bifana – sliced pork tenderloin with caramelized onions and garlic aioli on focaccia

Bifano 4 1024x682 bifana   sliced pork tenderloin with caramelized onions and garlic aioli on focaccia

The coupon for $15 off at Ceia Kitchen and Bar in Newburyport, MA that I got at the Techmunch conference a few weeks ago was all the motivation we needed to make a day trip. Joseph and I headed to Newburyport for my first real excursion since knee surgery and I hobbled around town moving from one bench to another (luckily Newburyport has a lot of benches!). It was a beautiful day and I was so excited to be out of the house that my mood was absolutely jubilant before we even sat down for lunch at Ceia and things only improved from there.

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We knew we were going the panino route and they only had four panini on the menu, so you’d think it would have been an easy choice, but it really wasn’t. I suggested we split the sandwiches because I really wanted to try all of them, but we still had a hard time narrowing it down to just two. The decision was made both easier and harder after our server explained that the bifana panini was written up by Boston.com as being one of Boston’s best sandwiches (easy choice) and that the special of the day was a lobster BLT panino (you’re giving us another option?!?). We decided on the bifana and the lobster BLT and and as wonderful as lobster BLT sounds and as good as it was, it didn’t even come close to the amazingness that was the bifana. I was absolutely in love.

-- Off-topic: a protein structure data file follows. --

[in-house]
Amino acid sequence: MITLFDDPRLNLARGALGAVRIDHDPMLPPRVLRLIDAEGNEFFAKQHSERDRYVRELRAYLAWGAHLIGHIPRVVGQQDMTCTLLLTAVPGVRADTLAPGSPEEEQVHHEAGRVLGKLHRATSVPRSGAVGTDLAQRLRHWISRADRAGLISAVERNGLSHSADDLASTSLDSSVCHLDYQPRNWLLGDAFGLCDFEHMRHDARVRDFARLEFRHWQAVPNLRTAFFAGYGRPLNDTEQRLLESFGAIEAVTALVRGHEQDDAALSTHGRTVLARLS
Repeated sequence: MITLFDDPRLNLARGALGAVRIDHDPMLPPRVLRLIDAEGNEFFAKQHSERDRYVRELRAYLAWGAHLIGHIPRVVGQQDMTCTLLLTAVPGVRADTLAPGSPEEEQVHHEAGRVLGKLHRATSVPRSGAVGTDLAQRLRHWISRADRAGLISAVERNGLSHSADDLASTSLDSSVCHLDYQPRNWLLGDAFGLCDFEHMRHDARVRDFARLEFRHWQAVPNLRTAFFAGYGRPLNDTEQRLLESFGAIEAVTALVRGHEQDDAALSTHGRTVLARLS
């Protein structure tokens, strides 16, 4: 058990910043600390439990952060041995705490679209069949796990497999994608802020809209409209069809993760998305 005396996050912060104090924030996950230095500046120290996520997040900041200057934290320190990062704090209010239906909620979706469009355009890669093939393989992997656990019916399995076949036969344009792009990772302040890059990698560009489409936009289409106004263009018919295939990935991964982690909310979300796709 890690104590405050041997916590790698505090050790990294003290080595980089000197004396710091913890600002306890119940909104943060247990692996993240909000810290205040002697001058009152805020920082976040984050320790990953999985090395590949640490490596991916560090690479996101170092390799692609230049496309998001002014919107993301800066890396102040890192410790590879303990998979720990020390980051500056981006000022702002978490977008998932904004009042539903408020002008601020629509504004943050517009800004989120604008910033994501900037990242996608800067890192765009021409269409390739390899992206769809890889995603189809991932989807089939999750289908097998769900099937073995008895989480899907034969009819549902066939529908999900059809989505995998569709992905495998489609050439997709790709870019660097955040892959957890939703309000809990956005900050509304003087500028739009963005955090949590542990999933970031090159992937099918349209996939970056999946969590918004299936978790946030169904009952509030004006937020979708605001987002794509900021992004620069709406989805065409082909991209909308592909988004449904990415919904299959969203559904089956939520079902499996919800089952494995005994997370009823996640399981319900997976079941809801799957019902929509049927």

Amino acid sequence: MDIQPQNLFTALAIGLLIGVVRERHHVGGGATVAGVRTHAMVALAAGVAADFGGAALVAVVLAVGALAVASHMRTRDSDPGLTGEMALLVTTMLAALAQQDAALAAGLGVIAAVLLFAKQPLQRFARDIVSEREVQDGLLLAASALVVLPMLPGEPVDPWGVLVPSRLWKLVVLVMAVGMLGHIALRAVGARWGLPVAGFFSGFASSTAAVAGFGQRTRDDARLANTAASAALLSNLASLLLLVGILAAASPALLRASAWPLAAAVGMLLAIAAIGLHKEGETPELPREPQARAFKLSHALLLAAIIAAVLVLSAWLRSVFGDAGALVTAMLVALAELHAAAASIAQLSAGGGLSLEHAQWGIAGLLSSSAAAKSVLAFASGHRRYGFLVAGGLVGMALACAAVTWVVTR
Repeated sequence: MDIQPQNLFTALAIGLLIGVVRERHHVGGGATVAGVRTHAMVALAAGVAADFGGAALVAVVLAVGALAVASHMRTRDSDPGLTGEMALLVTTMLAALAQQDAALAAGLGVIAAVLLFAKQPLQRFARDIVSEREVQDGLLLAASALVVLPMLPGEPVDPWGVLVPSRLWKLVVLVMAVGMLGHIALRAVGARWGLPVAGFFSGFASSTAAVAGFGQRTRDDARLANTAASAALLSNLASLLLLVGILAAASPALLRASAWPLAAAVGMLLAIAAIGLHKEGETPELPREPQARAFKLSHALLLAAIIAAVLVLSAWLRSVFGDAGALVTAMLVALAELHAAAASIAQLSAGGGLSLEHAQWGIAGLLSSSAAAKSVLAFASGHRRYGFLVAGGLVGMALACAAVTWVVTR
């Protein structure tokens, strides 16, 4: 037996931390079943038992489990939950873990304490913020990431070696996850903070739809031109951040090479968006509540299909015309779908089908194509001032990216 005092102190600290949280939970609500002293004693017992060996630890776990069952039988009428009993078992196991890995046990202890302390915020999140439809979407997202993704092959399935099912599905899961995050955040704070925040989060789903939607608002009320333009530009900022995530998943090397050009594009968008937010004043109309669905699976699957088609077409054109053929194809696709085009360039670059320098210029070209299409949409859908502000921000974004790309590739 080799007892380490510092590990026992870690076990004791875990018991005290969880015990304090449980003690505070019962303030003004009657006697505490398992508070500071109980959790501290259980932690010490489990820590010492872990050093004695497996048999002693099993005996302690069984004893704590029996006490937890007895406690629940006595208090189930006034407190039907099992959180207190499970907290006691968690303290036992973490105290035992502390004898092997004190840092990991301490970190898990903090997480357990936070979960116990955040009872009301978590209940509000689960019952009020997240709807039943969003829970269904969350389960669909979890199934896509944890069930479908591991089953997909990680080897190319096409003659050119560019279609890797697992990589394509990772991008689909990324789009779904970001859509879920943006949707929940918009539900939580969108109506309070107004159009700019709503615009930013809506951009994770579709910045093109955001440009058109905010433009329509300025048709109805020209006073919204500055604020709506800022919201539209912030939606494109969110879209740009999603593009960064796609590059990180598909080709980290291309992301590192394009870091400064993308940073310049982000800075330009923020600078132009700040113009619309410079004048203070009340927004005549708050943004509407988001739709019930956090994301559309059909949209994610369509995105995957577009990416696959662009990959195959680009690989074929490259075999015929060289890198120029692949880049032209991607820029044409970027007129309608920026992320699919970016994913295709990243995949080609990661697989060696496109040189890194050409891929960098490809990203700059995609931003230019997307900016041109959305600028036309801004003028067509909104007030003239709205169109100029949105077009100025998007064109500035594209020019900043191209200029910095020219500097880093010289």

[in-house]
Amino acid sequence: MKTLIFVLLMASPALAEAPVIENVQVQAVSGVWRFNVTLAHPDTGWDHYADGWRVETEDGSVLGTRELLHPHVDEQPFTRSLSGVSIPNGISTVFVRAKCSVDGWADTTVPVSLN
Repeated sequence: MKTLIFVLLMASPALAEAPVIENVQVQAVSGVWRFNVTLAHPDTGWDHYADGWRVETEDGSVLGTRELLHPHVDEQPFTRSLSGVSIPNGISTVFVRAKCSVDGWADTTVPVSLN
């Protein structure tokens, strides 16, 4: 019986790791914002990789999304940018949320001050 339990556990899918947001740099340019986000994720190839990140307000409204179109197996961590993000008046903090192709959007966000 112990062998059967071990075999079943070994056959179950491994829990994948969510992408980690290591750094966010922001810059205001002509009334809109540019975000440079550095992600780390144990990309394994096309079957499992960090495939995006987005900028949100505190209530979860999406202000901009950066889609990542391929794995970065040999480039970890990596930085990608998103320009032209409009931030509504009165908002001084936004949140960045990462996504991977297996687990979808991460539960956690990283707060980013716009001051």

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Joseph, my wonderful, amazing husband who is always up for a challenge, declared that we could make this yummy sandwich at home and I was all for finding out if we could get it to be even half as delicious as Ceia’s. Once we saw the whopping $30 price tag on a pound of beef tenderloin, we meandered over to the pork tenderloin which was considerably more affordable. Turns out bifana is traditionally made with pork anyway!

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So what is bifana? It’s a Portuguese sandwich made with pork marinated in wine, vinegar, garlic, and herbs. Ceia uses beef tenderloin and serves it with caramelized onions and pepronata aioli. We used pork tenderloin and the same garlic aioli that we used with our oven baked garlic fries, and of course the caramelized onions. Our version wasn’t quite the same as Ceia’s beef sandwich, but the marinated pork was super juicy and packed with flavor, while the caramelized onions rounded it out really nicely. All in all, it was just as good and it’s a whole lot cheaper to make at home. Still, we might just have to go back to Ceia sometime and get a bifano to go for a picnic by the water.

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